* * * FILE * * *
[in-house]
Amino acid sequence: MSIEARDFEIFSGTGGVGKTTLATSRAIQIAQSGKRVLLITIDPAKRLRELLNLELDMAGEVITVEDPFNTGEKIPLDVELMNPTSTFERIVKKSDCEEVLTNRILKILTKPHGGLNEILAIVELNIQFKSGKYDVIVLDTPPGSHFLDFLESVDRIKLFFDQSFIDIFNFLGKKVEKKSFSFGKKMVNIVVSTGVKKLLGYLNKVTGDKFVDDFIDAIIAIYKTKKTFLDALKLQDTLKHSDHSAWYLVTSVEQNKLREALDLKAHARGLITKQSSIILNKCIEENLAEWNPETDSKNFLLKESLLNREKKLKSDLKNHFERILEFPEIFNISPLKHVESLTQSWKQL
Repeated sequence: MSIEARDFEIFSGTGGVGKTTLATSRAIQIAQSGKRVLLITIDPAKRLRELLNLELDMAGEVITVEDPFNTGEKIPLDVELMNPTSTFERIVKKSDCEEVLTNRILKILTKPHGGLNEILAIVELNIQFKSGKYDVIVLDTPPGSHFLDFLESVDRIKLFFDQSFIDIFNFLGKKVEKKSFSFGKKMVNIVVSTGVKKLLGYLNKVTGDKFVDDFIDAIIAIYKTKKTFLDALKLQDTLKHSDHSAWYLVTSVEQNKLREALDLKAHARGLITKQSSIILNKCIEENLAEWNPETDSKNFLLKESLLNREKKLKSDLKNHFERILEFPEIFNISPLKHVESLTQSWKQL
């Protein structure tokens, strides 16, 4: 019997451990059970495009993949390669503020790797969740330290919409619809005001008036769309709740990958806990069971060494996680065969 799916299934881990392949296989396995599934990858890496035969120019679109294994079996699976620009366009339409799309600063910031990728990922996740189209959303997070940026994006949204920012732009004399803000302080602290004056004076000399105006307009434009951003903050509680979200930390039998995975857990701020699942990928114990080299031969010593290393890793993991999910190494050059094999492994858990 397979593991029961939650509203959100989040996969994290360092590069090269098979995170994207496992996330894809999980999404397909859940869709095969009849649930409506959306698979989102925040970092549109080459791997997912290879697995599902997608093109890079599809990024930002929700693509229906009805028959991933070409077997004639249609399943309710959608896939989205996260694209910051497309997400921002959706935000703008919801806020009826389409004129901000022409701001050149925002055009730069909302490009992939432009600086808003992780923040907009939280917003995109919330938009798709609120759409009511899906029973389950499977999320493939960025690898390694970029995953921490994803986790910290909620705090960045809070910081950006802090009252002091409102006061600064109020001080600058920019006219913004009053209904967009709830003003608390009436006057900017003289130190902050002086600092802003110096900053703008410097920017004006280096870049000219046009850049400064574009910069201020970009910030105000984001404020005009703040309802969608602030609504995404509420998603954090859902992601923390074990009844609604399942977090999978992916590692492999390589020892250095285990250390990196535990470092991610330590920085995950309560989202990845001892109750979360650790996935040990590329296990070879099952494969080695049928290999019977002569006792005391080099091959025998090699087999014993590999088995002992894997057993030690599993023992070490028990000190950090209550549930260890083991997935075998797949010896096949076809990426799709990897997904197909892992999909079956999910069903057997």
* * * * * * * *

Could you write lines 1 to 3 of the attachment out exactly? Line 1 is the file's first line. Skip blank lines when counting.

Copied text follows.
[in-house]
Amino acid sequence: MSIEARDFEIFSGTGGVGKTTLATSRAIQIAQSGKRVLLITIDPAKRLRELLNLELDMAGEVITVEDPFNTGEKIPLDVELMNPTSTFERIVKKSDCEEVLTNRILKILTKPHGGLNEILAIVELNIQFKSGKYDVIVLDTPPGSHFLDFLESVDRIKLFFDQSFIDIFNFLGKKVEKKSFSFGKKMVNIVVSTGVKKLLGYLNKVTGDKFVDDFIDAIIAIYKTKKTFLDALKLQDTLKHSDHSAWYLVTSVEQNKLREALDLKAHARGLITKQSSIILNKCIEENLAEWNPETDSKNFLLKESLLNREKKLKSDLKNHFERILEFPEIFNISPLKHVESLTQSWKQL
Repeated sequence: MSIEARDFEIFSGTGGVGKTTLATSRAIQIAQSGKRVLLITIDPAKRLRELLNLELDMAGEVITVEDPFNTGEKIPLDVELMNPTSTFERIVKKSDCEEVLTNRILKILTKPHGGLNEILAIVELNIQFKSGKYDVIVLDTPPGSHFLDFLESVDRIKLFFDQSFIDIFNFLGKKVEKKSFSFGKKMVNIVVSTGVKKLLGYLNKVTGDKFVDDFIDAIIAIYKTKKTFLDALKLQDTLKHSDHSAWYLVTSVEQNKLREALDLKAHARGLITKQSSIILNKCIEENLAEWNPETDSKNFLLKESLLNREKKLKSDLKNHFERILEFPEIFNISPLKHVESLTQSWKQL